INTRODUCTION TO “ANTHROPOSOPHY (A FRAGMENT)”
by Dr. James Dyson
It is perhaps significant that this first English edition of Anthroposophy (A Fragment) has awaited
publication for so long. Eighty-five years have elapsed since it was written, encompassing virtually a
century of unprecedented scientific and technological developments. Its content is interdisciplinary—
essentially an attempt to address, through cognitive science, subjects that would at the present time be
classified as developmental neuro-sensory psychology and neuro-physiology. Since it was written, these
disciplines have seen developments as radical as those in nuclear physics, genetics, or immunology, and
research methodology has entered a new era of technological possibilities.
What relevance, then, can an eighty-five-year-old unfinished document such as this have for the
present? Ultimately, the question can be answered only by the reader and by the test of time.
Nevertheless, convinced that the neuro-sciences have needed the intervening decades to catch up with
Steiner, I have responded positively to the publisher's request to write an introduction.
Although this last statement may sound extreme, I shall try in what follows to point to a number of
developments in neurology and psychology that have taken place since Steiner's time and that support
the view that this "Fragment" is particularly timely today.
First, however, I will give a brief biographical introduction to Steiner himself, as his work is generally
not as well known in the English-speaking world as it has become in central Europe.
An Austrian-born philosopher and cognitive scientist, Rudolf Steiner (1861-1925) embarked on his
own path of research at a very young age. As a child, he felt painfully isolated from other people. Not
only did he experience, like everyone else, the world of sense-perceptions and the ideas related to them,
but he was also aware of an inner dimension of experience not based on sense perception at all. He later
used the terms "the sense world" and "the spiritual world" to describe these two dimensions. During his
adolescence, he set himself the task of understanding how these two worlds were connected, in terms of
cognitive science and philosophy. While pursuing this task as a young university student, he became
committed to making the results of his research generally available in the prevailing language of his day.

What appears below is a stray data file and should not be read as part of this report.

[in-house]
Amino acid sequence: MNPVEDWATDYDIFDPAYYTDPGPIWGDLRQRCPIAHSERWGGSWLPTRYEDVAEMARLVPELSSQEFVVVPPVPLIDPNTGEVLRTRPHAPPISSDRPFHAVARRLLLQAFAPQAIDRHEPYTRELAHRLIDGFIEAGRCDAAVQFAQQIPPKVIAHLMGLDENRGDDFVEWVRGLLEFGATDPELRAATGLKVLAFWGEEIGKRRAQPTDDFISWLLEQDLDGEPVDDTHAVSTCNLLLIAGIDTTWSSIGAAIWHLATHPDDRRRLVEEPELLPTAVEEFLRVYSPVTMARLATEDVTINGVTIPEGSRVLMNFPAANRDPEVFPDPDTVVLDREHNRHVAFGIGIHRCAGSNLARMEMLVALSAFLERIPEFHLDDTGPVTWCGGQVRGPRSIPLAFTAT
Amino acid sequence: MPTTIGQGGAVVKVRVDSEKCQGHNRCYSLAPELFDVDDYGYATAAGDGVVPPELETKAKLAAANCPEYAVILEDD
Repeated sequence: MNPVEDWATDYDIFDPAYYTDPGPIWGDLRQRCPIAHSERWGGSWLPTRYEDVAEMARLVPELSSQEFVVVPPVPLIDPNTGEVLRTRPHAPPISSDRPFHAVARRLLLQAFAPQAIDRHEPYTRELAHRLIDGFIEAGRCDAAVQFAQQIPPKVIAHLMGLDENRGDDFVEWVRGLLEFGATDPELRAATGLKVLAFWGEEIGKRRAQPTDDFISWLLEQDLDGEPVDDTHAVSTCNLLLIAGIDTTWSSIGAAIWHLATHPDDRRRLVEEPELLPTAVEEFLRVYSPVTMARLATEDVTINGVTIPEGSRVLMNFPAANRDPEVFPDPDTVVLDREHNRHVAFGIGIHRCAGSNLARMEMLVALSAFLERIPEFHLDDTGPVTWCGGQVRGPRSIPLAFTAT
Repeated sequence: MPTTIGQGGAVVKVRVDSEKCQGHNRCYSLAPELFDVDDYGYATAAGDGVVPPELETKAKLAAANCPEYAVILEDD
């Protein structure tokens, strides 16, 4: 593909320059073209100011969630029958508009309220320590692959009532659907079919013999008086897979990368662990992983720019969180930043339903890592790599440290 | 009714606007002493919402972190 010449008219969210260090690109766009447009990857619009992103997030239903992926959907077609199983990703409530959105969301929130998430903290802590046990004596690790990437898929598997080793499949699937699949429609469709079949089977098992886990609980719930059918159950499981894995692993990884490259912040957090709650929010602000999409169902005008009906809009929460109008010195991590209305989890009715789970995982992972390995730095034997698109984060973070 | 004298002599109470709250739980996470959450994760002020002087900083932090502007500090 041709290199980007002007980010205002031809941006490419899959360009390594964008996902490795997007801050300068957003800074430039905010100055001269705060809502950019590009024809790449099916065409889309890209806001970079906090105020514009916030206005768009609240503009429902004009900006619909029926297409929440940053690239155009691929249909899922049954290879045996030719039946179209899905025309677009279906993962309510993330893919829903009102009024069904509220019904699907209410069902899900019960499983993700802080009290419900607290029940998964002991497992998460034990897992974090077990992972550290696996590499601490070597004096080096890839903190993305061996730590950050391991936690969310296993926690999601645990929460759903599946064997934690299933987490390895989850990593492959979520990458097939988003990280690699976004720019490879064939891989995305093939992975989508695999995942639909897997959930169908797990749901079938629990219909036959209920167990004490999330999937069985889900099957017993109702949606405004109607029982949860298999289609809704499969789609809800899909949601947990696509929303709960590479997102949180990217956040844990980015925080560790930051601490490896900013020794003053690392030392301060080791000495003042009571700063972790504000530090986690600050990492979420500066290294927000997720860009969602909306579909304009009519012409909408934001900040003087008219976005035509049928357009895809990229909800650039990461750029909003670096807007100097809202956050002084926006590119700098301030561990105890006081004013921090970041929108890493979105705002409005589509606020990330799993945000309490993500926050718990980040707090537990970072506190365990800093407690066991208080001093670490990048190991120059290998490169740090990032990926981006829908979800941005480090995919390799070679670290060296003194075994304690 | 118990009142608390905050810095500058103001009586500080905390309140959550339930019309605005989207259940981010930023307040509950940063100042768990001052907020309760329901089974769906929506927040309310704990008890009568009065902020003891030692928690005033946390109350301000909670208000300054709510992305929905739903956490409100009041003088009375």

He was convinced that, if it was presented in the right way, it would be understandable on its own
terms and would not have to rely on any presumed system of spiritual or religious belief for its
His main subjects of study were philosophy, mathematics, and natural science. Since the days of Isaac
Newton, these disciplines have been based upon a methodology of reductionism. Essentially,
reductionism endeavors to understand the whole as a function of its constituent parts, which, in turn,
are subjected to quantitative analysis. By concentrating only on the weighable and measurable, the
reductionist researcher increasingly excludes from consideration the qualitative aspects of
sense-perceptions—these being regarded as subjective and outside the field of proper scientific inquiry.
Steiner soon recognized a different research methodology in Johann Wolfgang von Goethe's approach
to such diverse subjects as botany and color; and, as he deepened his understanding of this, he became
convinced that he had found the key to the problem of how to connect his two worlds of experience. In
contrast to reductionism, Goethe's methodology regards the qualitative experience of nature to be a
primary perception as much as the quantitative—not just a subjective elaboration of the latter. Goethe
was convinced that qualitative perception could be raised to the level of objectivity through training a
faculty, which nowadays could be termed deductive intuition. According to this method, the part can
only be understood in its relation to the whole. This approach is outlined in depth in Goethe's Scientific
Consciousness by Henri Bortoft.
In his The Metamorphosis of Plants, Goethe endeavored to lay the foundations for a new natural
science of the organic world. Steiner, who at the age of twenty-one had accepted an invitation to edit
the scientific writings in the Centenary Goethe-edition, published a commentary and interpretation of
Goethe's methodology as an introduction. This he later elaborated in the book A Theory of Knowledge
Implicit in Goethe's World Conception. In his work Steiner made his own original contribution to the
field of cognitive science. The full implications of is thesis did not, however, make the impact on the
prevailing trends of late nineteenth century thought that he had hoped for.
Subsequently, at the age of thirty-three, Steiner wrote his main philosophical work, now published in
English under the title Intuitive Thinking as a Spiritual Path: A Philosophy of Freedom. This was an
elaboration of his doctoral thesis, which had been accepted by Rostock University some years earlier. In
his thesis, Steiner set out to refute the Kantian view that our sense perceptions, due to their inherently
subjective nature, can never be relied upon as objective instruments of truth. Steiner countered this
stance by describing how our mental pictures of the outside world arise from two sides: one via pure
sense-perception (originating in the outer world) and the other via an inner activity through which the
sense-perception becomes recognizable and can be interpreted (corresponding to deductive intuition).
According to Steiner, human beings have the unique possibility to integrate these two processes and,